We were in the first level, 15/30, playing 6-handed with double stacks (3000) when this first hand came up. I hadn't done much yet and still had 2,925 when I was dealt KTs in the BB. It folded to NumbBono (with 3290), who raised to 3x the BB, 90. HughDuffy (with 3280) called in the SB and I decided to call as well.

Let's discuss the call, first. KTs is not a premium hand and I was out of position. If anyone would recommend a fold here, I wouldn't argue. However, with deep stacks and low blinds, I felt comfortable with the call.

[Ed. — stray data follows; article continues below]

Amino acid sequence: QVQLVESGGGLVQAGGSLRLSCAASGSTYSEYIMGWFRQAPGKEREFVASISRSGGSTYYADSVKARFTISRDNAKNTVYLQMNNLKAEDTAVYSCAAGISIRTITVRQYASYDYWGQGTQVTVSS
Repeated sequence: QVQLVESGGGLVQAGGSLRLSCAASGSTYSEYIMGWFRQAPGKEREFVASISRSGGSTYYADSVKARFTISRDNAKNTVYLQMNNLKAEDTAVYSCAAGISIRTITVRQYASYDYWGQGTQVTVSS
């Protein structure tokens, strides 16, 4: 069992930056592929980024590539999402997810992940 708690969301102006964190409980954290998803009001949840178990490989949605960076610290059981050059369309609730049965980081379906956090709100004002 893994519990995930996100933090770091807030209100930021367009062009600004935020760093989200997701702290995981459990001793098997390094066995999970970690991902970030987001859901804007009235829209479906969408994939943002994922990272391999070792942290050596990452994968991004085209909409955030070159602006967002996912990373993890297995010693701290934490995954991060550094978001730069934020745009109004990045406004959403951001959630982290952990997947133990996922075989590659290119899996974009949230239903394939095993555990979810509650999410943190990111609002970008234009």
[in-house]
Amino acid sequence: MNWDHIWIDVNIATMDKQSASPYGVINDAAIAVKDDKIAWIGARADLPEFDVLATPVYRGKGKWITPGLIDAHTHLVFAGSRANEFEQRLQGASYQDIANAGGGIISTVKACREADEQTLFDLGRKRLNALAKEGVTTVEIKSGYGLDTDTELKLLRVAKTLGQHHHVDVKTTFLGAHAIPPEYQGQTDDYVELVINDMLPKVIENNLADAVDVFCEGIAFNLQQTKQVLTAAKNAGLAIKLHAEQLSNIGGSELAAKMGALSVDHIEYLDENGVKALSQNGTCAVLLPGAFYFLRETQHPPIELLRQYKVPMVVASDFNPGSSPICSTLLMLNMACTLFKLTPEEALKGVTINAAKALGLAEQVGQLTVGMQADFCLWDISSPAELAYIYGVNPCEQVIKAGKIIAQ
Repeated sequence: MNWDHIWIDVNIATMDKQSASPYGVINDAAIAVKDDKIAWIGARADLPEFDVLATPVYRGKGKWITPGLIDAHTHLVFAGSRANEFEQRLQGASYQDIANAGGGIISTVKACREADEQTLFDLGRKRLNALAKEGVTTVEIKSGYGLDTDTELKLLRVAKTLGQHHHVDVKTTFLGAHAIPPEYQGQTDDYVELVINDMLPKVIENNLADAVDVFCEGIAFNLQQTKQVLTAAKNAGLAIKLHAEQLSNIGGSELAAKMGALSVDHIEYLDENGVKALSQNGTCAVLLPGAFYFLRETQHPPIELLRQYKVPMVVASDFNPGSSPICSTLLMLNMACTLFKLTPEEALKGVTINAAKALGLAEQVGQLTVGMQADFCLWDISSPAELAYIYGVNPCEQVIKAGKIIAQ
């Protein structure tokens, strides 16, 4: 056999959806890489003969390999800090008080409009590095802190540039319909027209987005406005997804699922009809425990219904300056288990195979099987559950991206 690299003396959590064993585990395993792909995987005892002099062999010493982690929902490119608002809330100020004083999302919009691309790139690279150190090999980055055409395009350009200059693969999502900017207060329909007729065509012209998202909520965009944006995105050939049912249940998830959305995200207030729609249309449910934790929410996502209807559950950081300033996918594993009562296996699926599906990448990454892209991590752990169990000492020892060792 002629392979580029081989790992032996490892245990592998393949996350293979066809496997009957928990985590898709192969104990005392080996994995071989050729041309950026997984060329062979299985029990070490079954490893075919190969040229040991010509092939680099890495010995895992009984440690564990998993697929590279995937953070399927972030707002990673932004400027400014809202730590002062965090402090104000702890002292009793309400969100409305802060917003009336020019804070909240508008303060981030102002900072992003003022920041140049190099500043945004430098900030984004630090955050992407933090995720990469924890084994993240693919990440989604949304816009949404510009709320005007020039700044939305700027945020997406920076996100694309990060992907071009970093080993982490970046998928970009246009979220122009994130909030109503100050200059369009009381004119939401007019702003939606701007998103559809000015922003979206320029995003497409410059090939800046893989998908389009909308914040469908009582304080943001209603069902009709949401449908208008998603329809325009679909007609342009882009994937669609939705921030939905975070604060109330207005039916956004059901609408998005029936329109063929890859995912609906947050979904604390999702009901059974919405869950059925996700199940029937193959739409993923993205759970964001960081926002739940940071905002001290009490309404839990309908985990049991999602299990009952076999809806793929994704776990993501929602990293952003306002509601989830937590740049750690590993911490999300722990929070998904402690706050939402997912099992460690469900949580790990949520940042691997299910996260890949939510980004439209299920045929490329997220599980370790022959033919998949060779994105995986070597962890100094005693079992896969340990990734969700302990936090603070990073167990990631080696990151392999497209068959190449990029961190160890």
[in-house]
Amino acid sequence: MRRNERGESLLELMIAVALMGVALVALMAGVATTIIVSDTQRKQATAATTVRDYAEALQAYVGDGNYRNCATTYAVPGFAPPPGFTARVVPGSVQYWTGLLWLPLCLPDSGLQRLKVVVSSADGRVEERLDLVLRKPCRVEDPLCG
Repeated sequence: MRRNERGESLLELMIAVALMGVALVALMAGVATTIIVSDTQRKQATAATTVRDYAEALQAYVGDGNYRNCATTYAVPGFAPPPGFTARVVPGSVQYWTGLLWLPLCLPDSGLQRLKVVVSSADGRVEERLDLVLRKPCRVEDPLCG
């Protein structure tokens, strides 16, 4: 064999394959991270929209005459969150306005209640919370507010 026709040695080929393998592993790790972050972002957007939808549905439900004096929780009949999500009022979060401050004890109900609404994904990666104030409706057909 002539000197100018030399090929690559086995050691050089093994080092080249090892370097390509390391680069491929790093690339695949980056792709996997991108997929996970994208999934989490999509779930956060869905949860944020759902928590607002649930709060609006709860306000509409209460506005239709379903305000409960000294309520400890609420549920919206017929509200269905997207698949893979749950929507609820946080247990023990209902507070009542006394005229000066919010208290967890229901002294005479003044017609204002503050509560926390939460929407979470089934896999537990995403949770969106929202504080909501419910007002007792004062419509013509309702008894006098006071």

The flop was Kc8x7c, giving me top pair with a mediocre kicker and creating a potential club flush draw. Top pair is a tricky hand here. I fear a better King more than anything else, as NumbBono coule be raising with AK or KQ. Likewise, Hugh could be calling with KQ or KJ. Those hands might only be a small portion of their ranges (which, incidentally, also include the soul crushing 88 and 77, and for Hugh, potentially 78), but it was still a possibility.

Once again, it goes back to the old decision tree. I could bet out, but if I face a raise from Numb or a check-raise from Hugh, I'm cooked and lose 180 or more immediately (the size of my probable bet here). If I get called, I could be falling into the trap of a better hand (AA, KK, KQ, 88, 77, 87). I will also get called by flush draws, so I rather see what the turn will bring before I act. I checked. NumbBono checked too. We saw the next card.